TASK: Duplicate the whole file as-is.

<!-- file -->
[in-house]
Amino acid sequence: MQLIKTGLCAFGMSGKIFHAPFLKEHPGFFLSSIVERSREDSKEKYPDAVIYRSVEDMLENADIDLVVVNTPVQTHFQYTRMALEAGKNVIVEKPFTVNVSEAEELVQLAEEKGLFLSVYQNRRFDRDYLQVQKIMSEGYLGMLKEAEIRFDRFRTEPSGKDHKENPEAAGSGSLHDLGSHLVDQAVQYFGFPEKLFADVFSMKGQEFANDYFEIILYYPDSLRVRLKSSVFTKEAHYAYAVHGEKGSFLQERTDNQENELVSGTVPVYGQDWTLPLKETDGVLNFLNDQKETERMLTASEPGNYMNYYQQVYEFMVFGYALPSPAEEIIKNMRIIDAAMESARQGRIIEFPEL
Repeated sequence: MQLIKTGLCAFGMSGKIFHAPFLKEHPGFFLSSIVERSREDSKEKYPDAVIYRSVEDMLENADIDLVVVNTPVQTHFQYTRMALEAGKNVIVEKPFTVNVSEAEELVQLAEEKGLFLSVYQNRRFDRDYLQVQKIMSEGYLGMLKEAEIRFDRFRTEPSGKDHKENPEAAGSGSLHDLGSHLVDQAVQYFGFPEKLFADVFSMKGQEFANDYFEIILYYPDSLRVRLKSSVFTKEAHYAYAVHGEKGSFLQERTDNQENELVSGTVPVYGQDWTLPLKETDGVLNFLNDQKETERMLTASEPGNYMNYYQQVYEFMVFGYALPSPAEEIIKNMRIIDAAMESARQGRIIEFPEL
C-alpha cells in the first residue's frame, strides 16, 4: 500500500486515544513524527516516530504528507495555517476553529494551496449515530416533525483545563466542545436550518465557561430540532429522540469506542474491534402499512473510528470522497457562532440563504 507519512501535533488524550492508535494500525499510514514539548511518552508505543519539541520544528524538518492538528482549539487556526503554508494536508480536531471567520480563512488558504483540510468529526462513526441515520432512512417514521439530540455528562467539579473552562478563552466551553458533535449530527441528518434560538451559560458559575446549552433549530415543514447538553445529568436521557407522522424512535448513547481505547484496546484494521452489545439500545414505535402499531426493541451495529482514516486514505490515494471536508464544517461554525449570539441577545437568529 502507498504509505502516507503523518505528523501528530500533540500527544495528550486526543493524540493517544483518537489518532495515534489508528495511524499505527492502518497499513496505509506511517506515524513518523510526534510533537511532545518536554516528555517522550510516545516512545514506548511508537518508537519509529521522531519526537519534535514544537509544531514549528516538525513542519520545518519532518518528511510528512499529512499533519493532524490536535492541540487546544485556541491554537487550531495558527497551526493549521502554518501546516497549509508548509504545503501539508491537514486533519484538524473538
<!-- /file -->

[in-house]
Amino acid sequence: MQLIKTGLCAFGMSGKIFHAPFLKEHPGFFLSSIVERSREDSKEKYPDAVIYRSVEDMLENADIDLVVVNTPVQTHFQYTRMALEAGKNVIVEKPFTVNVSEAEELVQLAEEKGLFLSVYQNRRFDRDYLQVQKIMSEGYLGMLKEAEIRFDRFRTEPSGKDHKENPEAAGSGSLHDLGSHLVDQAVQYFGFPEKLFADVFSMKGQEFANDYFEIILYYPDSLRVRLKSSVFTKEAHYAYAVHGEKGSFLQERTDNQENELVSGTVPVYGQDWTLPLKETDGVLNFLNDQKETERMLTASEPGNYMNYYQQVYEFMVFGYALPSPAEEIIKNMRIIDAAMESARQGRIIEFPEL
Repeated sequence: MQLIKTGLCAFGMSGKIFHAPFLKEHPGFFLSSIVERSREDSKEKYPDAVIYRSVEDMLENADIDLVVVNTPVQTHFQYTRMALEAGKNVIVEKPFTVNVSEAEELVQLAEEKGLFLSVYQNRRFDRDYLQVQKIMSEGYLGMLKEAEIRFDRFRTEPSGKDHKENPEAAGSGSLHDLGSHLVDQAVQYFGFPEKLFADVFSMKGQEFANDYFEIILYYPDSLRVRLKSSVFTKEAHYAYAVHGEKGSFLQERTDNQENELVSGTVPVYGQDWTLPLKETDGVLNFLNDQKETERMLTASEPGNYMNYYQQVYEFMVFGYALPSPAEEIIKNMRIIDAAMESARQGRIIEFPEL
C-alpha cells in the first residue's frame, strides 16, 4: 500500500486515544513524527516516530504528507495555517476553529494551496449515530416533525483545563466542545436550518465557561430540532429522540469506542474491534402499512473510528470522497457562532440563504 507519512501535533488524550492508535494500525499510514514539548511518552508505543519539541520544528524538518492538528482549539487556526503554508494536508480536531471567520480563512488558504483540510468529526462513526441515520432512512417514521439530540455528562467539579473552562478563552466551553458533535449530527441528518434560538451559560458559575446549552433549530415543514447538553445529568436521557407522522424512535448513547481505547484496546484494521452489545439500545414505535402499531426493541451495529482514516486514505490515494471536508464544517461554525449570539441577545437568529 502507498504509505502516507503523518505528523501528530500533540500527544495528550486526543493524540493517544483518537489518532495515534489508528495511524499505527492502518497499513496505509506511517506515524513518523510526534510533537511532545518536554516528555517522550510516545516512545514506548511508537518508537519509529521522531519526537519534535514544537509544531514549528516538525513542519520545518519532518518528511510528512499529512499533519493532524490536535492541540487546544485556541491554537487550531495558527497551526493549521502554518501546516497549509508548509504545503501539508491537514486533519484538524473538